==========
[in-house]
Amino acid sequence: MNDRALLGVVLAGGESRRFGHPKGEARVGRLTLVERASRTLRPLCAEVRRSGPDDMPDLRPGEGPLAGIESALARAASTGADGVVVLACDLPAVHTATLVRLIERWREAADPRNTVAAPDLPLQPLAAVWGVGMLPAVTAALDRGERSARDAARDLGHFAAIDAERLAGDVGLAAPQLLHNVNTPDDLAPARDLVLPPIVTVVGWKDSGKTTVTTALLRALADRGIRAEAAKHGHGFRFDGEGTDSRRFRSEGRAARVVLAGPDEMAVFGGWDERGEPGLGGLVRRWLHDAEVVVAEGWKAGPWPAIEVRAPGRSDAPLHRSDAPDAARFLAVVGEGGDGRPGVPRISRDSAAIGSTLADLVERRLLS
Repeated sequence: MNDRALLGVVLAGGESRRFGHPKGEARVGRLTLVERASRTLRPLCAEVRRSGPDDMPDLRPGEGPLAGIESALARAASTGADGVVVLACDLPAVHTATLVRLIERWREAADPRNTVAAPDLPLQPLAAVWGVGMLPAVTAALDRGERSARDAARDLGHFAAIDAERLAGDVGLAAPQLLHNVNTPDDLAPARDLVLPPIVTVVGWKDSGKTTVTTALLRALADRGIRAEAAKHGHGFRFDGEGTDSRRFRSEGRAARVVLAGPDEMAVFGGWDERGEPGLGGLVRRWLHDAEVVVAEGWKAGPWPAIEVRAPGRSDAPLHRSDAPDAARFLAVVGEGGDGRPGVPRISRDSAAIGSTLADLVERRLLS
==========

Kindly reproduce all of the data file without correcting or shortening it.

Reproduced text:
[in-house]
Amino acid sequence: MNDRALLGVVLAGGESRRFGHPKGEARVGRLTLVERASRTLRPLCAEVRRSGPDDMPDLRPGEGPLAGIESALARAASTGADGVVVLACDLPAVHTATLVRLIERWREAADPRNTVAAPDLPLQPLAAVWGVGMLPAVTAALDRGERSARDAARDLGHFAAIDAERLAGDVGLAAPQLLHNVNTPDDLAPARDLVLPPIVTVVGWKDSGKTTVTTALLRALADRGIRAEAAKHGHGFRFDGEGTDSRRFRSEGRAARVVLAGPDEMAVFGGWDERGEPGLGGLVRRWLHDAEVVVAEGWKAGPWPAIEVRAPGRSDAPLHRSDAPDAARFLAVVGEGGDGRPGVPRISRDSAAIGSTLADLVERRLLS
Repeated sequence: MNDRALLGVVLAGGESRRFGHPKGEARVGRLTLVERASRTLRPLCAEVRRSGPDDMPDLRPGEGPLAGIESALARAASTGADGVVVLACDLPAVHTATLVRLIERWREAADPRNTVAAPDLPLQPLAAVWGVGMLPAVTAALDRGERSARDAARDLGHFAAIDAERLAGDVGLAAPQLLHNVNTPDDLAPARDLVLPPIVTVVGWKDSGKTTVTTALLRALADRGIRAEAAKHGHGFRFDGEGTDSRRFRSEGRAARVVLAGPDEMAVFGGWDERGEPGLGGLVRRWLHDAEVVVAEGWKAGPWPAIEVRAPGRSDAPLHRSDAPDAARFLAVVGEGGDGRPGVPRISRDSAAIGSTLADLVERRLLS